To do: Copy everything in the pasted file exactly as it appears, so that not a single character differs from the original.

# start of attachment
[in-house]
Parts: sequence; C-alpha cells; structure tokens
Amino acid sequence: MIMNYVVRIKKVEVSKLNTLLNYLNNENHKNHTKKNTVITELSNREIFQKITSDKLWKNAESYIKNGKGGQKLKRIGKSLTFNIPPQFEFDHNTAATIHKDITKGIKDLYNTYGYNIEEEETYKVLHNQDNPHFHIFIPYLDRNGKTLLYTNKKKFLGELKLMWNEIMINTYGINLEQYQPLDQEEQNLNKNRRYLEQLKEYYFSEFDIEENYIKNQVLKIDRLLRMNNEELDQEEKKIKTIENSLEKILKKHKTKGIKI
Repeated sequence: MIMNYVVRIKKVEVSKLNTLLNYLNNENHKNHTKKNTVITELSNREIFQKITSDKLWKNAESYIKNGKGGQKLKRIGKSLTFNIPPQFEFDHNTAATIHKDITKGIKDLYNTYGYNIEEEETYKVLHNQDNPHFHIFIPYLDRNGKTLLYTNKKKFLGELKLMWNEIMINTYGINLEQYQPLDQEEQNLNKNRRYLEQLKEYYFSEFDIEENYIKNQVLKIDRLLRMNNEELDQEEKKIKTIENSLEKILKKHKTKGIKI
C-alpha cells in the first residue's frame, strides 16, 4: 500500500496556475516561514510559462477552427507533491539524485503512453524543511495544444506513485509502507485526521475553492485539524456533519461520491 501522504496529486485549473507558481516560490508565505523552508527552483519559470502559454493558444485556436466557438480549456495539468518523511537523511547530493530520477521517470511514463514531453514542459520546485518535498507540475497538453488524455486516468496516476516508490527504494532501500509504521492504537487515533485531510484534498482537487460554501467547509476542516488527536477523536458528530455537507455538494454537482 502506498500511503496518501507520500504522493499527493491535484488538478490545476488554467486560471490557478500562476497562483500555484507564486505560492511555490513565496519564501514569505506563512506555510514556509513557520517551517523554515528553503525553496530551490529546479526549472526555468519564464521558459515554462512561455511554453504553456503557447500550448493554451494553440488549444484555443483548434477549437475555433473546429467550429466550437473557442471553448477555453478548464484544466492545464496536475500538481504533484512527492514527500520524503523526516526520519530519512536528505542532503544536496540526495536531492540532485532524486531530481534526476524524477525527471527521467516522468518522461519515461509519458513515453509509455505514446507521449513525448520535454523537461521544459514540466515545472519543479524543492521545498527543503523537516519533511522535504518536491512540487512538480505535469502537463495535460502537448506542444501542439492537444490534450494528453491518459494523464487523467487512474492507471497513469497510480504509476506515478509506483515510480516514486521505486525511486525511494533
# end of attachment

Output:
[in-house]
Parts: sequence; C-alpha cells; structure tokens
Amino acid sequence: MIMNYVVRIKKVEVSKLNTLLNYLNNENHKNHTKKNTVITELSNREIFQKITSDKLWKNAESYIKNGKGGQKLKRIGKSLTFNIPPQFEFDHNTAATIHKDITKGIKDLYNTYGYNIEEEETYKVLHNQDNPHFHIFIPYLDRNGKTLLYTNKKKFLGELKLMWNEIMINTYGINLEQYQPLDQEEQNLNKNRRYLEQLKEYYFSEFDIEENYIKNQVLKIDRLLRMNNEELDQEEKKIKTIENSLEKILKKHKTKGIKI
Repeated sequence: MIMNYVVRIKKVEVSKLNTLLNYLNNENHKNHTKKNTVITELSNREIFQKITSDKLWKNAESYIKNGKGGQKLKRIGKSLTFNIPPQFEFDHNTAATIHKDITKGIKDLYNTYGYNIEEEETYKVLHNQDNPHFHIFIPYLDRNGKTLLYTNKKKFLGELKLMWNEIMINTYGINLEQYQPLDQEEQNLNKNRRYLEQLKEYYFSEFDIEENYIKNQVLKIDRLLRMNNEELDQEEKKIKTIENSLEKILKKHKTKGIKI
C-alpha cells in the first residue's frame, strides 16, 4: 500500500496556475516561514510559462477552427507533491539524485503512453524543511495544444506513485509502507485526521475553492485539524456533519461520491 501522504496529486485549473507558481516560490508565505523552508527552483519559470502559454493558444485556436466557438480549456495539468518523511537523511547530493530520477521517470511514463514531453514542459520546485518535498507540475497538453488524455486516468496516476516508490527504494532501500509504521492504537487515533485531510484534498482537487460554501467547509476542516488527536477523536458528530455537507455538494454537482 502506498500511503496518501507520500504522493499527493491535484488538478490545476488554467486560471490557478500562476497562483500555484507564486505560492511555490513565496519564501514569505506563512506555510514556509513557520517551517523554515528553503525553496530551490529546479526549472526555468519564464521558459515554462512561455511554453504553456503557447500550448493554451494553440488549444484555443483548434477549437475555433473546429467550429466550437473557442471553448477555453478548464484544466492545464496536475500538481504533484512527492514527500520524503523526516526520519530519512536528505542532503544536496540526495536531492540532485532524486531530481534526476524524477525527471527521467516522468518522461519515461509519458513515453509509455505514446507521449513525448520535454523537461521544459514540466515545472519543479524543492521545498527543503523537516519533511522535504518536491512540487512538480505535469502537463495535460502537448506542444501542439492537444490534450494528453491518459494523464487523467487512474492507471497513469497510480504509476506515478509506483515510480516514486521505486525511486525511494533